[ Reading ] ➶ Ghosts Author John Banville – Higo2cam.info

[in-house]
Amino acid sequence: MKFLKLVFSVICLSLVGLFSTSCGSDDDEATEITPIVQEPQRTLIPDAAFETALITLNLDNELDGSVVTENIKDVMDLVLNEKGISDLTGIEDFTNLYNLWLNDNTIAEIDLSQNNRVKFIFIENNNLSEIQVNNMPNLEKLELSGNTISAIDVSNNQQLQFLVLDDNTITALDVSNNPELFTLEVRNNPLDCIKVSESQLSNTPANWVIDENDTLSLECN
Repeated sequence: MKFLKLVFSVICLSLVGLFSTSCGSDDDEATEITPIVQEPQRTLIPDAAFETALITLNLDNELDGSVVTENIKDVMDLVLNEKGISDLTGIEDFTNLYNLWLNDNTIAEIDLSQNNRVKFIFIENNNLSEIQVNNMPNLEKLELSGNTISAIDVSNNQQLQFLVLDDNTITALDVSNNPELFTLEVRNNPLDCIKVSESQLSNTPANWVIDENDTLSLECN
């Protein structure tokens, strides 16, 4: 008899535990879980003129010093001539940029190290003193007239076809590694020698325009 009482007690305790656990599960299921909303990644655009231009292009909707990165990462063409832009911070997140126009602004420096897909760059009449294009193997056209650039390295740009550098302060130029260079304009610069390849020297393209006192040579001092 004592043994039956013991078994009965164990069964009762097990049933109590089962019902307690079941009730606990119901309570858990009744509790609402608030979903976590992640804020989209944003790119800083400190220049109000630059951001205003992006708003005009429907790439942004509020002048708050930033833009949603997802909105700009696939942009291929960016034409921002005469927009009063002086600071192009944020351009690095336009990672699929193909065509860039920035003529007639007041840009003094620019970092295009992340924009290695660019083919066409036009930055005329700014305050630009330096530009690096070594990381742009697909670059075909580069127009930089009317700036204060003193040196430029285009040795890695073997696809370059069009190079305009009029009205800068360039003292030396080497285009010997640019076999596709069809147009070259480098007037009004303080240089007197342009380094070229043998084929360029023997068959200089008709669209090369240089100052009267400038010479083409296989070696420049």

Ghosts The past was gathering eventhickly around me, I waded through it numbly like a greased swimmer, waiting to feel the chill and the treacherous undertow It was not supposed to be like this I would have never expected that I would have to struggle to get through a John Banville s book Yet I did It took me three weeks to read Ghosts 1993 and the first hundred pages were the most difficult Despite Banville s trademarks, extraordinarily accomplished prose and the underlying wisdom shinin The past was gathering eventhickly around me, I waded through it numbly like a greased swimmer, waiting to feel the chill and the treacherous undertow It was not supposed to be like this I would have never expected that I would have to struggle to get through a John Banville s book Yet I did It took me three weeks to read Ghosts 1993 and the first hundred pages were the most difficult Despite Banville s trademarks, extraordinarily accomplished prose and the underlying wisdom shining through page after page, I could not connect with the text I did not understand the events and the characters sounded artificial to me, like empty templates, promises of something that might possibly come in the future For instance, Alice and Flora what are they about Why should I care about seven castaways from a ship grounded on a coast of an island Or about their intersecting the lives of Professor Kreutznaer and his faithful companion Licht Later, things began making a littlesense A connection to Banville s The Book of Evidence is revealed The motif of a fictitious French painter, Vaublin, and his Le monde d or emerges There areextraordinary passages of prose like The world was luminous around him Everything shone out of itself, shaking in its own radiance There was movement everywhere even the most solid objects seemed to seethe, the table under his hands, the chair on which he sat, the very walls themselves And he too trembled, as if his whole frame had been struck like a tuning fork against the hard, bright surface of things or And somehow by being suddenly herself like this she made the things around her be there too In her, and in what she spoke, the world, the little world in which we sat, found its grounding and was realized It was as if she had dropped a condensed drop of colour into the water of the world and the colour had spread and the outlines of things had sprung into bright relief The thread of travel with Billy, first to the narrator s house, then to the ship, and eventually to the island will captivate the reader s attention As will the cool story about a mayor of a Spanish village sitting for a painting.Naturally, I don t regret that I persevered and finished the novel While I am probably too obtuse to fully comprehend its meaning, I suspect that the author gives the reader a hint in the following passage I would look out the window and see that little band of castaways toiling up the road to the house and a door would open into another world Oh, a little door, hardly enough for me to squeeze through, but a door, all the same The charming story of the narrator s relationship with Mrs Vanden reminds me of Cees Nooteboom, to me the best writer of literature for adults Still, the beauty of prose remains the best aspect of Ghosts Mr Banville makes a worthy companion to James Joyce, Patrick White, or Vladimir Nabokov among the most accomplished masters of the English language I still have a lotBanville to read.Three stars Ratings 1 to 5 Writing 4Plot 2Characters 2Emotional impact 2Overall rating 2.5NotesFavorite character s Favorite quotes the wind of something that was almost happiness wafted through them all p.7 He had a disjointed, improvised air, as if he had been put together in haste from disparate bits and pieces of other people p.12 fear always holds at its throbbing centre that little, thin, unquenchable flame of pleasure p.114Other notes I was really impressed by this book initiall Ratings 1 to 5 Writing 4Plot 2Characters 2Emotional impact 2Overall rating 2.5NotesFavorite character s Favorite quotes the wind of something that was almost happiness wafted through them all p.7 He had a disjointed, improvised air, as if he had been put together in haste from disparate bits and pieces of other people p.12 fear always holds at its throbbing centre that little, thin, unquenchable flame of pleasure p.114Other notes I was really impressed by this book initially I loved the author s way of describing the characters and setting and was intrigued by the premise As the book progressed, though, the plot began to feel very disjointed to me and I could never quite get a hold of it somehow here is the thing about banville about the perfection of his prose you can be 38 pages into this book and read I too was eager already for change, for disorder, for the mess and confusion that people make of thingsCompany, that was what we wanted, the brute warmth of the presence of others to tell us we were alive after all, despite appearances and you will close the book and run your hand over the cover and stare off into the distance at a tree the way the light hits it in a square, ill here is the thing about banville about the perfection of his prose you can be 38 pages into this book and read I too was eager already for change, for disorder, for the mess and confusion that people make of thingsCompany, that was what we wanted, the brute warmth of the presence of others to tell us we were alive after all, despite appearances and you will close the book and run your hand over the cover and stare off into the distance at a tree the way the light hits it in a square, illuminating it there you will be reminded of your mother, one thousand miles away, on a couch drifting in and out of sleep after chemotherapy you will be remembering her at niagara falls and how she lifted you up on the railing to get a better view when you were four and one thousand miles away, you will see that great cataract, butimportantly, you will see the rail and feel her hands on you, holding you secure it s the railing the railing that was put there one hundred years ago by some lost hand and the connotations of that railing not the falls but your mother holding you and though you never saw her face, looking intently instead at the rush of water, know that she was smiling at your blonde hair and feeling your chest rise and fall with the wonder of it all Some people are ghosts, even when they are alive This is what makes this a horror story people When it is the usual stream of consciousness fare that it is Who writesbeautiful prose than Banville Absolutely no one.This isn t actually a ghost story, of course But if you love rare words and unique writing, and Ireland as I do, then this is the book for you, as it was for me. Worlds within worlds They bleed into each other I am at once here and there, then and now, as if by magic I think of the stillness that lives in the depths of mirrors It is not our world that is reflected there It is another place entirely, another universe, cunningly made to mimic ours Anything is possible there, even the dead may come back to life Flaws develop in the glass, patches of silvering fall away and reveal the inhabitants of that parallel, inverted world going about their live Worlds within worlds They bleed into each other I am at once here and there, then and now, as if by magic I think of the stillness that lives in the depths of mirrors It is not our world that is reflected there It is another place entirely, another universe, cunningly made to mimic ours Anything is possible there, even the dead may come back to life Flaws develop in the glass, patches of silvering fall away and reveal the inhabitants of that parallel, inverted world going about their lives all unawares And sometimes the glass turns to air and they step through it without a sound and walk into my world.This is Banville at his rather strange I expected a somewhat conventional sequel to The Book of Evidence, and was caught unawares like an inhabitant of the mirror The narrative switches between an omniscient, god, fly on the wall point of view and first person, and it is only during the paragraph above which I called, aptly enough, the mirror moment that the two perspectives twine and vaguely connect That happens about a fifth of the way through, but the feeling of disjointedness persists to the end Deliberately, I would say, though perhaps not entirely necessarily If I was not convinced by the story, I was in awe of the prose Sentence for sentence, Banville is nothing short of brilliant and I have lavished the margins with copious commentry I continue to be a devoted fan Confusingly, This guy gets a lot of grief on here for being pretentious But, to me it is an authentic pretentiousness, like art is Very unlike David Foster Wallace who tries to sound cooler than you or Michael Chabon who tries to sound smarter and who prolly are Yet again, upon rereading a Banville novel, I am somewhat embarrassed about my original review, particularly the comment about his style being unoriginal, a factual inaccuracy the plot does not continue in Athena , and a misreading of the plot and structure in general I still do not feel like I completely get what Banville is going for here, but I picked up on a number of implications that I had inexplicably missed on my first read through regarding the castaway characters and our narrator s Yet again, upon rereading a Banville novel, I am somewhat embarrassed about my original review, particularly the comment about his style being unoriginal, a factual inaccuracy the plot does not continue in Athena , and a misreading of the plot and structure in general I still do not feel like I completely get what Banville is going for here, but I picked up on a number of implications that I had inexplicably missed on my first read through regarding the castaway characters and our narrator s reliability It s an odd novel, but intriguingly so.For anti posterity, my prior review On some level I guess I get the complaint that Ghosts doesn t really have a plot and that it sets up a premise and then mostly ignores it, though I think that s missing the point For one, it seems pretty clear that most of the plot points will be picked up in the next book Athena , butimportantly it s a book that isn t really terribly concerned with plot anyway Like Nabokov s Glory or The Gift there I go comparing Banville to N again , it s a slow meditation, and the enjoyment comes from the writing itself which is masterly and from becoming immersed in Freddie Montgomery s thoughts on life after jail Sure it moves slowly, but it allows you to savor the prose and the details, and I can t stress enough how good Banville is at those things What did surprise me was just how emotionally effecting Freddie s meditations are I didn t mind watching what appeared to be the main plot fade to the background as the first person narration came to the fore, as the latter interested me far.As with other Banville novels, his style isn t particularly original, but it doesn t change the fact that he still executes it perfectly, and this type of writing requires a novelist of the highest talent to pull off without sounding self indulgent or masturbatory Regardless of what some might argue, I don t think Banville is ever either of those things A very intriguing, beautifully written novel, but not what I ever thought I d like There s no plot, it s rambling, emotionally diffuse and self indulgentso why did I like it so well that I m going to start the sequel, Athena, immediately The wit, wrenching self exploration, and poetical expression of the narrator, Freddie Montgomery, are enormously affecting, both aesthetically and empathetically.In The Book of Evidence, Freddie committed murder, and Ghosts can be likened to Crime and P A very intriguing, beautifully written novel, but not what I ever thought I d like There s no plot, it s rambling, emotionally diffuse and self indulgentso why did I like it so well that I m going to start the sequel, Athena, immediately The wit, wrenching self exploration, and poetical expression of the narrator, Freddie Montgomery, are enormously affecting, both aesthetically and empathetically.In The Book of Evidence, Freddie committed murder, and Ghosts can be likened to Crime and Punishment if it had continued after Raskalnikov went to jail Freddie s struggle with his own guilt and all its ramifications is very powerful I m wondering if Banville will locate Freddie s redemption if, indeed, he ever finds it in religion, as did Dostoevsky For, as Freddie realizes he cannot atone for his crime, it seems the only solution is grace, a forgiveness not based on his merits And isn t Freddie an everyman in this respect As Hamlet affirms, use every man after his desert, and who shall scape whipping Everything in this world resembles something else so Ghosts vaguely echoesThe Tempestby William Shakespeare And the island is something between Aeaea Circe s home isle, and the Land of Nod the place of Cain s exile.Extraordinary the look of things at dusk then, it might have been another planet, with that pale vault of sky, those crouched and hesitant, dreamy distances I wandered about the house, going softly through the stillness and shadows, and sometimes I would lose myself, I mea Everything in this world resembles something else so Ghosts vaguely echoesThe Tempestby William Shakespeare And the island is something between Aeaea Circe s home isle, and the Land of Nod the place of Cain s exile.Extraordinary the look of things at dusk then, it might have been another planet, with that pale vault of sky, those crouched and hesitant, dreamy distances I wandered about the house, going softly through the stillness and shadows, and sometimes I would lose myself, I mean I would flow out of myself somehow and be as a phantom, a patch of moving dark against the lighter darkness all around me.Those shipwrecked are personages descended from Harlequin and Columbine the painting by Jean Antoine Watteau the disagreeable characters with their disagreeable past, except the children, of course, the children are bound for their disagreeable future Professor Silas Kreutznaer is a kind of Prospero and Freddie Montgomery is a sort of Caliban.This lovely world, and we the only blot on the landscape We, or just me Sometimes I think I can feel the world recoiling from me, as if from the touch of some uncanny, cold and sticky thing.The ghosts of his past are still tormenting Freddie and he still keeps wondering how he could fall so low and turn into such a beast What statue of myself did I erect long ago, I wonder Must have been a gargoyle Diderot developed a theory of ethics based on the idea of the statue if we would be good, he said, we must become sculptors of the self Virtue is not natural to us we achieve it, if at all, through a kind of artistic striving, cutting and shaping the material of which we are made, the intransigent stone of selfhood, and erecting an idealised effigy of ourselves in our own minds and in the minds of those around us and living as best we can according to its sublime example.When we all learn to sculpt our own virtues then, at last, we ll become true human beings In This Brilliantly Haunting New Novel, John Banville Forges An Unforgettable Amalgam Of Enchantment And Menace That Suggests Both The Tempest And His Own Acclaimed The Book Of Evidence A Surreal And Exquisitely Lyrical New Novel By One Of The Great Stylists Writing In English Today Boston Globe